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Facebook webcast of Phillies-Mets game makes sports history

Yoenis Cespedes of the Mets watches after hitting

Yoenis Cespedes of the Mets watches after hitting a two-run home run in the first inning against the Phillies at Citi Field on Wednesday. Credit: Errol Anderson

The Mets’ 4-2 victory over the Phillies on Wednesday will be a footnote in a long season, but it might be remembered as a milestone in sports media.

It was the first time a Major League Baseball game was carried live exclusively on Facebook, not on television, the first of 25 weekday afternoon games the social media giant will present as part of a new deal with MLB.

The experiment was greeted with widespread annoyance by fans — at least those who commented publicly — before and during the game, which was produced by MLB Network, with Scott Braun, Cliff Floyd and John Kruk in the booth.

But for those who were able to access the game, it went off fairly smoothly, despite a long rain delay before the first pitch and a few times when the stream froze for brief periods.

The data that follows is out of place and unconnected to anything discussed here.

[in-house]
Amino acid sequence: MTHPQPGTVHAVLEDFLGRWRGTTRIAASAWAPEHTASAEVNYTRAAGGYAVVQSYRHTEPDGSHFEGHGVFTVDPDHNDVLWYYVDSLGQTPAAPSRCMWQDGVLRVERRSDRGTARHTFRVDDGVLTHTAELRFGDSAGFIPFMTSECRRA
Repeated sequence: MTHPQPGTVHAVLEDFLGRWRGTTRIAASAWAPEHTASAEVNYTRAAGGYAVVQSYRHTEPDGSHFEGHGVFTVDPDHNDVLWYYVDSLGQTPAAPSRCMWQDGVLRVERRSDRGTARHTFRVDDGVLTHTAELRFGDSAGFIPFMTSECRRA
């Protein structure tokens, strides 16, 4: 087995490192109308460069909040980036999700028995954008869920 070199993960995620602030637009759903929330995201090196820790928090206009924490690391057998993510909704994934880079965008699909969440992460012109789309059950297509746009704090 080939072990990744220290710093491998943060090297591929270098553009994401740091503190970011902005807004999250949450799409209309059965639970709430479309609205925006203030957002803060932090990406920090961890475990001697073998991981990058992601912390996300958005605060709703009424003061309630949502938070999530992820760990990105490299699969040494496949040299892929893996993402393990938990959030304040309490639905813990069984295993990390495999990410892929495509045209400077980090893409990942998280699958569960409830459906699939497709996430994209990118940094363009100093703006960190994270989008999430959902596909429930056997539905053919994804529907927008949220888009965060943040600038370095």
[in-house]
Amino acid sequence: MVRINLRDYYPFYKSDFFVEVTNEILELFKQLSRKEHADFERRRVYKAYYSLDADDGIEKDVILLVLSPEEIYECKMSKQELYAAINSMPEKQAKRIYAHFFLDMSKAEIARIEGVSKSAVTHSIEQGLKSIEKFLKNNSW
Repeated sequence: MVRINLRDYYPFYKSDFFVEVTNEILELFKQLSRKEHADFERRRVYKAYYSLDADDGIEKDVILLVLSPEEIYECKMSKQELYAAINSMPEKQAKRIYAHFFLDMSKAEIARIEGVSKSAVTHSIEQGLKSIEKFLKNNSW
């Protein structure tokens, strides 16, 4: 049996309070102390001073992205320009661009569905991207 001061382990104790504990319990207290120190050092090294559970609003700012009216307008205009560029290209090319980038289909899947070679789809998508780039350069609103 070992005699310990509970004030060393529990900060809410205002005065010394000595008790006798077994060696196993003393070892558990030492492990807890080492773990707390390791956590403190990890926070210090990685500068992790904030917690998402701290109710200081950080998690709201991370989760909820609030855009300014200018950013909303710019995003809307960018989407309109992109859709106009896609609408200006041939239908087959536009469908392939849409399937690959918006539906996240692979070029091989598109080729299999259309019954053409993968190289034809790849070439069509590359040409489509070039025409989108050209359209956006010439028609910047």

“We are making baseball history in the broadcast world,” Braun, the play-by-play man, said at the start.

Floyd bookended the sentiment hours later, saying, “We made history, and I was part of it.”

The stream of comments on the right side of the screen included many from people who disapproved of watching on a screen smaller than their home TV, especially after they had paid for packages that include such games.

But for others, especially those outside the New York and Philadelphia markets and/or at their workplaces, it was a welcome chance to watch a game they otherwise would not have seen.

The images were produced with mobile users in mind, notably in the form of a score box that was much larger than usual.

While the announcers responded at times to comments and questions, there was relatively limited interaction.

There were no commercials between innings, allowing for interviews by the announcers and reporter Alexa Datt, including of Mets manager Mickey Callaway and pitcher Matt Harvey.

Before the game, Floyd grew frustrated with fans complaining about how to access the feed, saying, “It’s simple. Stop being lazy, people.”

For fans who did not use quiet mode to block the comments, a river of emojis — most of them thumbs up “like” symbols — bubbled up the right side of the screen.

When Braun explained to viewers how to mute the comments, Floyd said, “Why would you do that?”

Said Braun, “Hey, I agree. Talk to us!”

Later, referring to the rain delay and the longish game, Kruk said, “Sometimes you have to wait to make history. We made history today. This is something they can’t take away from us.”

The number of viewers peaked in the low-80,000s in the middle innings and seemed to average in the mid-70,000s.

On their Instagram feed, SNY announcers Gary Cohen, Keith Hernandez and Ron Darling had a message for their fans: “Good luck streaming today! We’ll miss you!”

The first nine Facebook games have been announced. The other eight do not include the Mets or Yankees.

New York Sports